Ethanol in Utah Gasoline
For the past several weeks, motorists may have noticed small signs at their gas pumps indicating the presence of up to 10% ethanol. This is happening because gasoline suppliers are abiding by provisions of the 2007 Energy Independence and Security Act (EISA), which mandates that oil refineries blend their gasoline products with up to 10% ethanol. This is a federal act. Utah is not mandating the use of ethanol in its gasoline. We are uncertain whether some gas stations may continue to offer ethanol-free fuels.
Under Utah law, any station that sells gasoline blended with ethanol, MUST post signs indicating its presence. Our department continues to monitor the presence of ethanol in fuels and to assure correct signage is in place at the pump. In addition to testing for ethanol, the UDAF tests for correct octane levels, water in underground storage tanks, and dispensing pump accuracy.
There are varying opinions regarding ethanol’s benefits. According to literature, ethanol offers reduced engine heat and increased octane as well as producing lower carbon monoxide and carbon dioxide emissions, and the same or lower levels of hydrocarbon and oxides of nitrogen emissions. http://environment.about.com/od/ethanolfaq/f/ethanol_benefit.htm
But other sources report that a 10% ethanol mixture in gasoline reduces vehicle MPG by about 3%, and that ethanol acts like a solvent in vehicle fuel tanks, dislodging or cleansing away particles that could clog fuel filters and affect performance. The amount of this "cleansing" depends on the age of your vehicle. New models are made with materials designed to resist the affects of ethanol. http://www.ehow.com/facts_6008467_effect-ethanol-cars.html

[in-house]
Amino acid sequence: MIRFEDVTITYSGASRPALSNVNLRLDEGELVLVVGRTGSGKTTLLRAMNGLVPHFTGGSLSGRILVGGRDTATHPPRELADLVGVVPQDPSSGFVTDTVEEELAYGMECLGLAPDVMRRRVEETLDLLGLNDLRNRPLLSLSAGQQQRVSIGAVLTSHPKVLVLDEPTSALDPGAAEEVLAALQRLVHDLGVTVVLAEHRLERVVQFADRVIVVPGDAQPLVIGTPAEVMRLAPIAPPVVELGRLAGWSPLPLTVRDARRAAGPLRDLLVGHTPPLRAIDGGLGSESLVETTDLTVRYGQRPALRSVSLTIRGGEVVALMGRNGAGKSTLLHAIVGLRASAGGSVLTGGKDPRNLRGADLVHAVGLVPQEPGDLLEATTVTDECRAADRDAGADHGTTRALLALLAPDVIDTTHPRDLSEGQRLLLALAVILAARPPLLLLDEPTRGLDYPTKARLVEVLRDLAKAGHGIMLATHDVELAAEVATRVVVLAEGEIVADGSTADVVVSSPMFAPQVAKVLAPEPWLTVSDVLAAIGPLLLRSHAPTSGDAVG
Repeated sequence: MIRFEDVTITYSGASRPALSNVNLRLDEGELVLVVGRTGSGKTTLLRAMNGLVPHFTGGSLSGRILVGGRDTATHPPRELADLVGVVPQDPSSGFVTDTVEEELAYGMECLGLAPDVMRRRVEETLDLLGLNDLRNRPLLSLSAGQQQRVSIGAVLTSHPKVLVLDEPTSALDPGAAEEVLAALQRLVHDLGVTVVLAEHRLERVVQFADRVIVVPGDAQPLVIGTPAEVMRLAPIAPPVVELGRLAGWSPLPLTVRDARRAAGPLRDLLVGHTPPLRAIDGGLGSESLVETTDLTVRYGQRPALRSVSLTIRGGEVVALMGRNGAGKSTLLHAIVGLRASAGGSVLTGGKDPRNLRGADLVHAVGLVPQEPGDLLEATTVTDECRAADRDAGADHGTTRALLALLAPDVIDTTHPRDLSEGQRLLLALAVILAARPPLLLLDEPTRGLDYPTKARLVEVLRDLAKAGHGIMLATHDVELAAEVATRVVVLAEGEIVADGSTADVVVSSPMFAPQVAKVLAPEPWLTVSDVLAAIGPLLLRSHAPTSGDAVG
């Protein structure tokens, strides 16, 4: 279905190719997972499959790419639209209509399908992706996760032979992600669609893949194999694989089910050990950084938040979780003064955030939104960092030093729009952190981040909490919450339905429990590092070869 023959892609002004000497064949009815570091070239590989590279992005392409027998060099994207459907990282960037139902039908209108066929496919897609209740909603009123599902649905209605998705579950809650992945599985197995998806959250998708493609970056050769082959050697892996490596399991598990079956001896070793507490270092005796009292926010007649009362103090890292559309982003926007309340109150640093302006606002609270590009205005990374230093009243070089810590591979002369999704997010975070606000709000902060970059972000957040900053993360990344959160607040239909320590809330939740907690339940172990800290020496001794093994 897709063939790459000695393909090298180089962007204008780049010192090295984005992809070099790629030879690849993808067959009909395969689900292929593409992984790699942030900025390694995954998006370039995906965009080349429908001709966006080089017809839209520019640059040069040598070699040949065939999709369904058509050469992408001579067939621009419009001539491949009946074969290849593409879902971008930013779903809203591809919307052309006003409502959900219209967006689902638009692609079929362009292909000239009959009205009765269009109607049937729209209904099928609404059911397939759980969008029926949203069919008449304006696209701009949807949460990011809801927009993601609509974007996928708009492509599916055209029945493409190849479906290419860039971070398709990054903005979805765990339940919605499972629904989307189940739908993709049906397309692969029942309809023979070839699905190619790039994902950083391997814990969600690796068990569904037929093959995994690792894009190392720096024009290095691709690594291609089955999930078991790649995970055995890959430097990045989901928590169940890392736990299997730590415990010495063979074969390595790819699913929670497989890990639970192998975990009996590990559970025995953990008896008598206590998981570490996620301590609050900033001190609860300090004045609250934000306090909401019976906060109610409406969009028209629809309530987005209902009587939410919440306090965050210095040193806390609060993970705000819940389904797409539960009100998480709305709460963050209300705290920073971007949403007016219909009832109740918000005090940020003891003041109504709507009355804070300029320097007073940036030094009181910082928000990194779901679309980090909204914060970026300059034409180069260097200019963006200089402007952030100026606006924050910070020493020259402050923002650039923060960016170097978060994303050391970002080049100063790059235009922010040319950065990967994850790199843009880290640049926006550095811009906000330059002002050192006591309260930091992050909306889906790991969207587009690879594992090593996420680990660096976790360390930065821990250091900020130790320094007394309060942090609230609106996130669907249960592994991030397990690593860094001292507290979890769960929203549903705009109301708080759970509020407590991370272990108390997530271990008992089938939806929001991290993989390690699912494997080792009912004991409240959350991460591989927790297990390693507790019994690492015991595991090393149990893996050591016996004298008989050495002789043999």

Our advice is to contact your vehicle dealer or mechanic to inquire about possible mechanical problems associated with ethanol.
Information for Utah boat and RV owners
Boats build before the mid-1980’s may be at risk for mechanical problems. Before gasoline with ethanol is introduced to your fuel tank, ask your boat/RV dealer if any special precautions should be considered. Check for the presence of water in the fuel tank. Remove all water and dry the tank completely. As a precaution, carry extra filters in case filter plugging becomes a problem during boating. Consider a fuel additive during periods of extended storage.
Other information about this topic is available at: EPA http://www.epa.gov/smartway/growandgo/documents/0factsheet-e85.htm
Posted May 19, 2010